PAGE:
Issue Three | Spring 1994
The Clan of the Red Flower
A closer look at one of the clanhouses in Pala Jakálla
The Red Flower Clan traces its ancestry back to the war-fleets of the ancient kingdom of Vra. Vra was conquered by Tsolyáni troops more than a millenium ago, in the reign of the Emperor Kanmi’yel Nikuma IV, and the fleets were disbanded. In the years that followed, the clan prospered through trade with Ganga, Thayuri and the mainland. Clanhouses were established overseas first at Tleku and Petris Layoda, then at Jakálla and Penom on the coast, then upriver at Pala Jakálla, Bey Sü and Thraya.
The clanhouse in Pala Jakálla has some 800 members (not including children) spread across six lineages:
The Laumek lineage is highest in status. It has seventy members, few of whom take a day-to-day interest in the clan’s shipping business. Some are bureaucrats, others priests and lay-priests of the temples of Thúmis, Hnalla and Ketengku. It is this lineage which holds title to most of the clan’s ships. The family characteristics of the Laumeks are their honesty, dignity and flair—the very models of lan behaviour.
Next in status is the Chaquvar lineage, which has fifty members. This is the traditional provenance of the clan’s navigators and captains. Some other members are enlisted in the Legion of the Echoing Stone and the Squadrons of Tlaneno the Steersman, and a few are guards at the temple of Chegarra. The Chaquvars are noted for their phlegmatic temperament.
The Ji’anash lineage, of medium status, comprises most of the clan’s book-keepers and business administrators. Members are noted for their perspicacity and caustic wit. Some are employed as middle-level bureaucrats at the Palace of Foreign Lands, and a few are scholar-priests at the temple of Wuru. This lineage has eighty members.
The Dorusan lineage has a hundred and ninety members. Many are seamen and bargees, but some younger members enlist as Sakbe guards and city militia for a few years before returning to help with the clan enterprises. The Dorusan lineage are renowned for their bravery and droll wit. Traditionally they are followers of Karakan and Chegarra, but there have been exceptions.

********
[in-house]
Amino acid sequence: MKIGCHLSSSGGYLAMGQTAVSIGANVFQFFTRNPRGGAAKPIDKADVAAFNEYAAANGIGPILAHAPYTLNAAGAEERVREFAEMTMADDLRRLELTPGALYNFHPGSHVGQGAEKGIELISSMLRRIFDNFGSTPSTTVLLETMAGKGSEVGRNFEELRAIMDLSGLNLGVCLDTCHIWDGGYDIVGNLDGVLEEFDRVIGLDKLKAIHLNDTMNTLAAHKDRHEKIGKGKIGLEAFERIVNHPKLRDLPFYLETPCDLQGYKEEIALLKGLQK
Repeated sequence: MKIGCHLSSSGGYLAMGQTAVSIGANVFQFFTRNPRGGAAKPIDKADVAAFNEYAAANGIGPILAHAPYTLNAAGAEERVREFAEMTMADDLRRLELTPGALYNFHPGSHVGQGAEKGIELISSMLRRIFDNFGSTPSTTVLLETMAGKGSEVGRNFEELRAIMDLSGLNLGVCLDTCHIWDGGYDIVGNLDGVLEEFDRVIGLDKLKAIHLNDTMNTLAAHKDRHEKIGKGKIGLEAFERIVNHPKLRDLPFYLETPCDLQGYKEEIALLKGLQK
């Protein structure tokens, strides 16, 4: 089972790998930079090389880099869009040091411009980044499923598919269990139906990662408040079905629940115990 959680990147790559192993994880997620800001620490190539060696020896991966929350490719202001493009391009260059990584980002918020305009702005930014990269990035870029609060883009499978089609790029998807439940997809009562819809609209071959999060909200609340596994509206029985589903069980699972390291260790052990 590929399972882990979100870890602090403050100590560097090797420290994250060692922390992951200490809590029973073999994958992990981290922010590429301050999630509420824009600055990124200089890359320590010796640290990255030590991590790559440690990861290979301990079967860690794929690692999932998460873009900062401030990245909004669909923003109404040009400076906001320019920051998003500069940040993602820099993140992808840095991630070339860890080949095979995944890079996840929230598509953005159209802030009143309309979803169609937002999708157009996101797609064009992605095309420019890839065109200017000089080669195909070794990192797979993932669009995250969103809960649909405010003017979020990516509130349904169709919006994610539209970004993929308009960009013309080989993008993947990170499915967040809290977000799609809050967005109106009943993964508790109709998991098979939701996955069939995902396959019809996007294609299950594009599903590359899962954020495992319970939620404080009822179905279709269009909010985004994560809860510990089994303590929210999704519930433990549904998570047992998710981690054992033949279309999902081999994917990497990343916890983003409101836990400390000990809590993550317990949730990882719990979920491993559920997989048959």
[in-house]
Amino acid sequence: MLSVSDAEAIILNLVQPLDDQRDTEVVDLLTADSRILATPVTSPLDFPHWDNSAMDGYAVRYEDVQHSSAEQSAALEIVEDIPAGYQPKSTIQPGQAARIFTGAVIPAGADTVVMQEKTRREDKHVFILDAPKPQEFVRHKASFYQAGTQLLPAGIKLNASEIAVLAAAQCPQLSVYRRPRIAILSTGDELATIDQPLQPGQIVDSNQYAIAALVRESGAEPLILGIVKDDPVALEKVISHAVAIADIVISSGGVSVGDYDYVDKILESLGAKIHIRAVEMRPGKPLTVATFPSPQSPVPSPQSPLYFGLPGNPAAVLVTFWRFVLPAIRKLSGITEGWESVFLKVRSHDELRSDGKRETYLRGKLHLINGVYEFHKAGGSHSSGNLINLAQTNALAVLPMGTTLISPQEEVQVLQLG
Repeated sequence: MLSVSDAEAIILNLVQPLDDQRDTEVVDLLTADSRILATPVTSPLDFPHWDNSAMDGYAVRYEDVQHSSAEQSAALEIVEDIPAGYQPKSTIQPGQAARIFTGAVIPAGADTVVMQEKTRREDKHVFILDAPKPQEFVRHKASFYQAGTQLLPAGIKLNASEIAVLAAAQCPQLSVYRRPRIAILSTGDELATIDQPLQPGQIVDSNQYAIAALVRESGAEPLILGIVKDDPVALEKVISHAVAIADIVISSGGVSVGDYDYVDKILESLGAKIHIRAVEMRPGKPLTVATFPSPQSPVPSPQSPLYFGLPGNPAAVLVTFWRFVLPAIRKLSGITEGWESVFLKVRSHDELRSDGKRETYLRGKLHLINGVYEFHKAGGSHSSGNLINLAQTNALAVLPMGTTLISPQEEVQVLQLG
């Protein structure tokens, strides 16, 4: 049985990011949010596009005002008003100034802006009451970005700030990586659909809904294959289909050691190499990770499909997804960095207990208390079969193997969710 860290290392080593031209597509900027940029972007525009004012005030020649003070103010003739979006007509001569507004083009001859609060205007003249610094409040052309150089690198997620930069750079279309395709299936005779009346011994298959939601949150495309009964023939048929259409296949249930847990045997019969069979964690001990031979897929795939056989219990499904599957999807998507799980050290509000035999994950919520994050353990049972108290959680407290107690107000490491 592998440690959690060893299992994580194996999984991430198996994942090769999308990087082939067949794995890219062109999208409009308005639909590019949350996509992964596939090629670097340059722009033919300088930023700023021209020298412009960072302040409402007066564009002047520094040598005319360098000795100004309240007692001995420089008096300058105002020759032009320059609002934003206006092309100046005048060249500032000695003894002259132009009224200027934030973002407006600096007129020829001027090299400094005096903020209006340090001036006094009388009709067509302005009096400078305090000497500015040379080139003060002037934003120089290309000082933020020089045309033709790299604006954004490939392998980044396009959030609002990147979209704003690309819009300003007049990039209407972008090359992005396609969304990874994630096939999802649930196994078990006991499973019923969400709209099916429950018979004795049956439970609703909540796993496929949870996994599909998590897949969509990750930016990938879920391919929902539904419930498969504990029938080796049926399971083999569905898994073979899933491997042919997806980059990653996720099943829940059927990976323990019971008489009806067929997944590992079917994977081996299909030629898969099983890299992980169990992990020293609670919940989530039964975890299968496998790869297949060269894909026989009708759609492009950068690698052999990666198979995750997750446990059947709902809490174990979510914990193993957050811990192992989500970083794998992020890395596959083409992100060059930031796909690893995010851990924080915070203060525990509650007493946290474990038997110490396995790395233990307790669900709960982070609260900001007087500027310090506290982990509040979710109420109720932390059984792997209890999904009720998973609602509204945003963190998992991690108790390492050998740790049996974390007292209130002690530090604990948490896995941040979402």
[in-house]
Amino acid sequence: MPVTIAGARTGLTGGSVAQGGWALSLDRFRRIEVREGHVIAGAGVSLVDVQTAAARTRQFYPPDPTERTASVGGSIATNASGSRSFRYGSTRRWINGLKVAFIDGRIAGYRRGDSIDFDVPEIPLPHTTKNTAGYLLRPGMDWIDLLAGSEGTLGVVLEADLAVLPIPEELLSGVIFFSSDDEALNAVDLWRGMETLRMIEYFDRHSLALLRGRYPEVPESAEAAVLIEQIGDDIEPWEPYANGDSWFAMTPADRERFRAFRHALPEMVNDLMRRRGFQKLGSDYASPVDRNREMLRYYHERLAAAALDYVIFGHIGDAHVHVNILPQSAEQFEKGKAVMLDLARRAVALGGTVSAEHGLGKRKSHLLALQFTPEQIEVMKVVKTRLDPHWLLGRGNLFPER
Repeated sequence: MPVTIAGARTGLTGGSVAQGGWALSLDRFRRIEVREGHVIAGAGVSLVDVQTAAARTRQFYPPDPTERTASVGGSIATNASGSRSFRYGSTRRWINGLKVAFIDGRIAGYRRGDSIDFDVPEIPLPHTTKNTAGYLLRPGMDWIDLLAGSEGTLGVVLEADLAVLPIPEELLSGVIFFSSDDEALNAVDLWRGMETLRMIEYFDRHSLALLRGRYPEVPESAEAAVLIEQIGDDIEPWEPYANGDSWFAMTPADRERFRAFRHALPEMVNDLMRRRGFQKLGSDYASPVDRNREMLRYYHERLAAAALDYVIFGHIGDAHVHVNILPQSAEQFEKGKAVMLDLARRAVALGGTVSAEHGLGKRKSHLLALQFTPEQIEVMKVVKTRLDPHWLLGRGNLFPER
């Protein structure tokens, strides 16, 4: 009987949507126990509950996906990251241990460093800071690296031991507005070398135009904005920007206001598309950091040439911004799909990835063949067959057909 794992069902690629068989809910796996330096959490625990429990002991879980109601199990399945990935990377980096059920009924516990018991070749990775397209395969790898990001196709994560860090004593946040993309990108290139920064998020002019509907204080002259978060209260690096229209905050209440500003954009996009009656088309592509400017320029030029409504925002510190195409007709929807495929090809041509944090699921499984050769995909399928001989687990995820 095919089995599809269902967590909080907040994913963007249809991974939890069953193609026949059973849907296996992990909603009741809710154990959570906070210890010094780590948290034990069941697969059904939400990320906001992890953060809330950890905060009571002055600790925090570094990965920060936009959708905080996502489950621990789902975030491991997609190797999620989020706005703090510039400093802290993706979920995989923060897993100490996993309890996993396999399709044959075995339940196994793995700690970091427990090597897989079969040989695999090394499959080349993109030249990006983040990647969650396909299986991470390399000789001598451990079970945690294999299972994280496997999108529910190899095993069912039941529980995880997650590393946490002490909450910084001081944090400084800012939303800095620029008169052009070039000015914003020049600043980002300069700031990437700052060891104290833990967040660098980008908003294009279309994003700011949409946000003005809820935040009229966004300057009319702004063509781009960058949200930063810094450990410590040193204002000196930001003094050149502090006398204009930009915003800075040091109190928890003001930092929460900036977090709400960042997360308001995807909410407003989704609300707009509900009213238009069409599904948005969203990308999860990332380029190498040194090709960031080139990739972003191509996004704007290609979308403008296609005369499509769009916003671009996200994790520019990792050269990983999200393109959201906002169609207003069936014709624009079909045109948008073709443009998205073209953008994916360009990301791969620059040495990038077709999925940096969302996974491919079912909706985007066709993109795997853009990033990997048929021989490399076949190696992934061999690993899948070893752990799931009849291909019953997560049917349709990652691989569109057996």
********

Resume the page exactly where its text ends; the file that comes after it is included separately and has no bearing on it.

The Issasa lineage traditionally reveres the god Karakan, particularly in his 10th Aspect as Jajkuru the Victor of Ships. From among its two hundred and ninety members are drawn many of the ordinary seamen of the clan. The principal family characteristic is a good-natured willingness to muck in.
The Zinarin lineage is of lowest status. It has a hundred and twenty members, most of whom are engaged in semi skilled labour and activities peripheral to the clan’s business (unloading and transporting of wares, cooking and cleaning, repairs to the clanhouse, care of livestock, etc). Zinarins have a reputation for stubborness.
The clan’s ocean-going vessels consist of one Tnek (double masted) and three Hru (single-masted). These are capable of transporting cargoes of some nine hundred tonnes, usually on short hauls of a week out to Tleku, Vra or Petris Loyoda. Longer voyages (sometimes as far as Chame’el or Kheiris) are undertaken infrequently.
The clan also has a dozen or so barges for shipping goods by river to Bey Sü and Thraya, and points in between.
The Pala Jakálla clanhouse is led by a council of twelve elders. Most elders belong to the Laumek and Chaquvar families. Each is appointed for a period of five years, but most have been re-elected to their posts continually for several decades and will continue to serve until removed by senility or death.
The council of elders meets once a week to review domestic affairs, settle intramural disputes and assign funds to clan projects. There is only a general discussion of business, the details of which are left to the Ji’anash family.
The Chief (Dlantü) of the clan is Rifashiya hiLaumek, a sprightly old man of sixty-odd years who cuts quite a dashing figure with his silvery hair and elegant clothes. He gives the impression of never attaching much importance to any difficulties that arise, but manages to deal with things all the same.
Among the other elders, TerShénbei hiDorusan is notable for both his humble origins (he was born in a fishing village on the island of Vra) and his youth. Only twenty-nine, his keen intelligence and calm judgement have made him respected by all.
Noriar hiJi’anash is a gruff old fellow with beetling brows who quietly probes at every aspect of clan life. If there is a feud or a romance going on that everyone else has overlooked, Noriar can be trusted to find out about it.
Gulvesh hiChaquvar is a mild old fellow who is responsible for keeping an eye on the clan buildings. In practice he spends most of his time playing denden over a cup of chumetl while it is left to his assistant, Horu hiZinarin, to make sure that the guttering is kept in good repair and the roof doesn’t leak.